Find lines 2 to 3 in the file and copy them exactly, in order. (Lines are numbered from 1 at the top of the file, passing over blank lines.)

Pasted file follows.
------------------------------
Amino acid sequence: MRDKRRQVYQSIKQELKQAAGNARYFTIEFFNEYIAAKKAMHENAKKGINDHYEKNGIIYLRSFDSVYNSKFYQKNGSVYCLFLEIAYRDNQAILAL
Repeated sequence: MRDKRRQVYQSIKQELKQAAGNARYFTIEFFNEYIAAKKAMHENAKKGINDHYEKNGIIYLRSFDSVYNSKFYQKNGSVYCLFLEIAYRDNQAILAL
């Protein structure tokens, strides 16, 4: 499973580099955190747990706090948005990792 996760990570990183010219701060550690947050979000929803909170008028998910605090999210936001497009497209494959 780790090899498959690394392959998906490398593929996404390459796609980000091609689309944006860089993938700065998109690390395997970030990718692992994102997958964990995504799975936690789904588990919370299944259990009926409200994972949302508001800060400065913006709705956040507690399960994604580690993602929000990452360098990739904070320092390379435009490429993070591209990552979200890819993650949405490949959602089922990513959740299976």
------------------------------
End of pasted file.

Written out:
Repeated sequence: MRDKRRQVYQSIKQELKQAAGNARYFTIEFFNEYIAAKKAMHENAKKGINDHYEKNGIIYLRSFDSVYNSKFYQKNGSVYCLFLEIAYRDNQAILAL
């Protein structure tokens, strides 16, 4: 499973580099955190747990706090948005990792 996760990570990183010219701060550690947050979000929803909170008028998910605090999210936001497009497209494959 780790090899498959690394392959998906490398593929996404390459796609980000091609689309944006860089993938700065998109690390395997970030990718692992994102997958964990995504799975936690789904588990919370299944259990009926409200994972949302508001800060400065913006709705956040507690399960994604580690993602929000990452360098990739904070320092390379435009490429993070591209990552979200890819993650949405490949959602089922990513959740299976």